difference in people to adopt
it.”
SolarizeRVA’s program
will run until July 15 and So-
larize Charlottesville will
run until Sept. 30.
The Richmond-based pro-
gram will be working with
the Richmond Region Ener-
gy Alliance. The Charlottes-
ville program is sponsored
by the nonprofit Local Ener-
gy Alliance Programin part-
nershipwiththeCityof Char-
lottesville, Albemarle Coun-
ty and the University of Vir-
ginia Community Credit
Union.
A ground-mounted photovoltaic system with 60 solar panels collects the sun’s energy at Charis Eco-Farm in Staunton as well as
provides shelter for their chickens, ducks and turkeys. HOLLY MARCUS/SPECIAL TO THE NEWS LEADER
Solar firm to assist in initiative
Effort to make
energy affordable
By Laura Peters
lpeters@newsleader.com
STAUNTON — The city’s new mayor
said she hopes to continue what she
considersthewiseleadershipof Staun-
ton’s most recent mayor.
Carolyn Dull said Wednesday that
she was honoredbythe vote to leadthe
city’s council, and that
she’d try to continue the
legacy of Lacy King Jr.,
the past mayor who
chose not to run for re-
election this year.
“He was, in my opi-
nion, an outstanding
mayor,” said Dull, who
was elected to her third
four-year term on coun-
cil. “He was diligent in
his work, and a real pro-
ponent of having civil
discourse.”
Dull is slated to pre-
side over her first full
council meeting July 10.
Members on Tuesday
chose her to lead council
on a 4-2 vote. Ophie Kier,
who was also nominated to be mayor,
abstained, city records show.
Councilor Erik Curren was compli-
mentary of both candidates, but
thought Kier’s job in the city would
make him accessible for city func-
tions. Councilor Andrea Oakes also
backedKierandnominatedhimforthe
position.
Council members didn’t vote on
Kier’s nomination because Dull’s vote
was first. She served as vice mayor
during her last termon council.
After the mayoral vote, Kier was
elected vice mayor on a 6-0 vote, again
with himabstaining.
The mayor serves in a mostly cere-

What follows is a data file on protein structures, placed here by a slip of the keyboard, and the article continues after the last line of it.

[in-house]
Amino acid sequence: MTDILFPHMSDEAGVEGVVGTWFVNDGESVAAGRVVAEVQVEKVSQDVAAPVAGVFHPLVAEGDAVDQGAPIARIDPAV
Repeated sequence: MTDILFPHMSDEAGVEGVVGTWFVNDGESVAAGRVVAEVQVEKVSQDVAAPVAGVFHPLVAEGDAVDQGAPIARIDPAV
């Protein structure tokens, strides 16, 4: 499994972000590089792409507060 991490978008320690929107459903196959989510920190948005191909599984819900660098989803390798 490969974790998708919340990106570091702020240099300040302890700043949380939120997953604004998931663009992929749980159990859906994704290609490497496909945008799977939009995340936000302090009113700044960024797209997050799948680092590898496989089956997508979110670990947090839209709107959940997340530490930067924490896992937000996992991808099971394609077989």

monial capacity, leading meetings and
representing the city for official func-
tions.
Dull hopes
to continue
legacy of
leadership
By Calvin Trice
ctrice@newsleader.com
Dull
Kier
RICHMOND —A 35 mph speed limit
is now in effect on unpaved roads
across Virginia.
Drivers had been allowed to travel
upto55mph, but that changedTuesday
whenanewstatelawhit thebooks. The
Virginia Department of Transporta-
tion proposed the lower speed limit.
The law does not require VDOT to
post speed limits on unpaved roads.
The department is working with the
Department of Motor Vehicles to edu-
cate drivers on the newlimit.
State enacts 35 mph
limit on unpaved roads
Associated Press
STAUNTON —Some choice
pieces for cello will anchor
the opening performances
Thursday and Friday of the
Heifitz summer concert se-
ries, a tribute to the young
man who shared his life and
music with the Queen City
before his death in May.
The Heifetz International
Music Institute’s summer
season will be a musical me-
morial tribute
to cellist Dmi-
try Volkov. The
opening con-
certs areat 7:30
p.m. Thursday
and Friday at
Mary Baldwin
College’s Fran-
cis Auditorium.
The first half of the con-
cert will be devoted to Franz
Schubert’s Quintet for Two
Cellos, completed just weeks
before his death and not per-
formed in public until 22
years later.
Performers will be violin-
ists Shmuel Ashkenasi and
Katharina Kang, violist Mi-
chael Casimir, and cellists
Frans Helmerson and Timo-
thy Eddy.
Kang and Casimir are
both institute alumni artists-
in-residence this summer.
Following intermission,
acoustic blues artist Chic
Street Man will provide his
rendition of “Amazing
Grace.” He has been an insti-
tute faculty member for
years.
The rest of the concert
will comprise Volkov’s favor-
itepieces. Sixyounginstitute
cellists have been invited to
perform these pieces in hon-
or of their colleague.
Tickets for this concert
are available at www.heifet-
zinstitute.org or at the door.
Heifitz opens with musical tribute to Volkov
Staff Reports
Volkov